25 Mar 2016

桜の葉の塩漬け ・ Salted cherry leaves

When salted, cherry leaves develop a unique tangy aroma and taste. Salted cherry leaves are used in many Japanese sweets and meals popular in springtime. Most often they are wrapped around something quite sweet, so that the salty, sour aroma will balance out the sweetness. I've seen them on sale in Ikebukuro Tokyu Hands, so if you're visiting Tokyo. (I'm sure they are sold in many places in Japan, but that's the place I know). You can also try making them on your own too. If you'd like to celebrate this year's hanami eating sakura mochi with your own pickled leaves, that's unfortunately too late, as the leaves come after the flowers (you can pickle them too!), but be ready to pick the leaves as soon as the blossoming is over once the leaves have grown big enough but are still soft.

Happy Easter! At the moment I'm flying towards Amalfi Coast and enjoying my short vacation. Maybe I'll even glimpse some blossoming cherry trees there...

桜の葉の塩漬け ・ Sakura no ha no shiozuke

50 cherry leaves
  • preferably Oshimazakura's, but any flowering cherry tree will probably do. I've collected leaves from   random cherry trees and they've always worked. Just make sure to collect young soft leaves (with the petiole). Try to pick larger ones, they will be more versatile.)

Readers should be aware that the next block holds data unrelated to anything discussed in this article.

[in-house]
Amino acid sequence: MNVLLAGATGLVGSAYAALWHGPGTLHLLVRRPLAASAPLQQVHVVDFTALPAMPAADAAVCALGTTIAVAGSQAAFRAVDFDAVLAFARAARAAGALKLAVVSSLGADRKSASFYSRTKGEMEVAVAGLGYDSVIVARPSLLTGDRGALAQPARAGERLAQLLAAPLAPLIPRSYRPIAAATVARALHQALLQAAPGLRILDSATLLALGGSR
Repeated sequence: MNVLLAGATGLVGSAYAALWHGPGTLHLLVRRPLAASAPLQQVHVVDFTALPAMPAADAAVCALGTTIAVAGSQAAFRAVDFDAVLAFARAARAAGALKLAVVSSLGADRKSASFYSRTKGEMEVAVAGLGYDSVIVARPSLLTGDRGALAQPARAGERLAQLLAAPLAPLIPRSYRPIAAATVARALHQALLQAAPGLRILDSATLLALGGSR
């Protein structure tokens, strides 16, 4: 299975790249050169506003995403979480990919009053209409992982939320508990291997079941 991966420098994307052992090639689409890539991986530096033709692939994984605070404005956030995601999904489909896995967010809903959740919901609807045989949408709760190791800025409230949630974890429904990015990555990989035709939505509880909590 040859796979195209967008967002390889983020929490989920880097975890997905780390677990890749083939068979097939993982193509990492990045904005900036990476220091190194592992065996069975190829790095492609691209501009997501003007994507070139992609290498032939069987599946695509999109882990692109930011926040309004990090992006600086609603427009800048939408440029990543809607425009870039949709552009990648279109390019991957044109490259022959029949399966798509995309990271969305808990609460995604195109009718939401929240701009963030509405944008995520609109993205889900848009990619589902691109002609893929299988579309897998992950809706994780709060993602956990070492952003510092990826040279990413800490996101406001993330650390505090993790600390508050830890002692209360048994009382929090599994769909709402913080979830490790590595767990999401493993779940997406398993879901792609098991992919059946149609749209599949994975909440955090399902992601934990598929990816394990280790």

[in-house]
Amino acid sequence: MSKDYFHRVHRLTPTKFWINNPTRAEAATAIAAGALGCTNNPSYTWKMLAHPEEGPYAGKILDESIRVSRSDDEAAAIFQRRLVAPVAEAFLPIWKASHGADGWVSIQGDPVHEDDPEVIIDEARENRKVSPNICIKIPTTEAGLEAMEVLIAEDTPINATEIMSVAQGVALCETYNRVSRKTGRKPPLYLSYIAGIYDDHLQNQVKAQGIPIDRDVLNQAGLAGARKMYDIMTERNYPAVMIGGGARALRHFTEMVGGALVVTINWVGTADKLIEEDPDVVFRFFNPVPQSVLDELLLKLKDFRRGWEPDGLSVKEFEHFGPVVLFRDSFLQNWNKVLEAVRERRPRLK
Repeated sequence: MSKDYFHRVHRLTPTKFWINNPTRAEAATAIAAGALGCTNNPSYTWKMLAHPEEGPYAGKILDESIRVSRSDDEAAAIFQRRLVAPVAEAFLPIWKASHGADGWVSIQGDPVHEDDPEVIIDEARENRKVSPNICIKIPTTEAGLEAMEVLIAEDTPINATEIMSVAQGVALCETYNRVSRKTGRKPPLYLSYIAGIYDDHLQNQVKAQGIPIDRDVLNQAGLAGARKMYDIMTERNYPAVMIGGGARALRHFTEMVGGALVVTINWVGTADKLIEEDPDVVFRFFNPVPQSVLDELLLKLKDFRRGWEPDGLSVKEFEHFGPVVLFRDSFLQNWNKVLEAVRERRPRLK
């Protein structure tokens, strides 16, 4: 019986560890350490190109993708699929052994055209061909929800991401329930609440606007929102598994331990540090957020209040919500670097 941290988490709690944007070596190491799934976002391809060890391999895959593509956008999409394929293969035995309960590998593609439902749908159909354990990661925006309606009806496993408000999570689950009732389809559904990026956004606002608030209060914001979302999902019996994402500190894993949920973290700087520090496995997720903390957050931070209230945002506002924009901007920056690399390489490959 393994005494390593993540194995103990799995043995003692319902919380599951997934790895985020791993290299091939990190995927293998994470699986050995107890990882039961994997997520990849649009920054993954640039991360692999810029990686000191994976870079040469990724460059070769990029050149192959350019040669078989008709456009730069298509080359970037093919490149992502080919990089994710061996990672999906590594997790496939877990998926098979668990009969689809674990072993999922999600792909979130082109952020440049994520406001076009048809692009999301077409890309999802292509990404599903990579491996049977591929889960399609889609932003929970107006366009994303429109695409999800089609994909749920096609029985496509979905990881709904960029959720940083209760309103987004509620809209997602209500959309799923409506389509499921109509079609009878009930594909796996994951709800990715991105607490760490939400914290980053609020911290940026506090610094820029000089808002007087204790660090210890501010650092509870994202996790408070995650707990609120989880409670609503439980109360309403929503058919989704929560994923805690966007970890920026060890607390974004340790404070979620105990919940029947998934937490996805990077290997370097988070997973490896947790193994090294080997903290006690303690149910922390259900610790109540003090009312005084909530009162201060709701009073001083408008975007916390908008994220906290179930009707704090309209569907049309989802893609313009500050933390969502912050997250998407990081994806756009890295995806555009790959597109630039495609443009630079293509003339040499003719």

30 ml (2 Tbsp) sea salt
60 ml (4 Tbsp) water

Boil 60 ml water and let the salt dissolve in it (all the salt might not dissolve). Let cool a little while. Rinse the leaves.

Bring plenty of water to boil, and blanch the leaves for 15-20 seconds. Immediately transfer to an ice water bath to stop cooking. Make stacks of 10-15 leaves (it's easier when done under water). Gently press each stack between your fingers to get rid of excess water. Place the stacks in a container.

When the salt water has cooled (at least to room temperature), pour it over the cherry leaves. Seal with plastic wrap by putting it directly on top of the leaves. Put a weight over them (e.g.1/2 liter water in a ziploc bag etc) and refrigerate for 2 days. After 2 days, drain and wrap in plastic, put in a Ziploc bag or container, and keep refrigerated for up to 1 year or freeze for up to 2 years.

Before using the leaves, soak in water for 10-30 minutes to remove excess saltiness. Remove the petiole if it's still firm.

Adapted from: http://recipesfortom.blogspot.fi/2013/03/sakura-no-ha-no-shiozuke-salted-cherry.html

You might want to try pickling the blossoms, too:
Salted Cherry Blossoms

Recipes to use your salted cherry leaves on:
Kanto Sakura Mochi
Sakura Domyoji (in Finnish)

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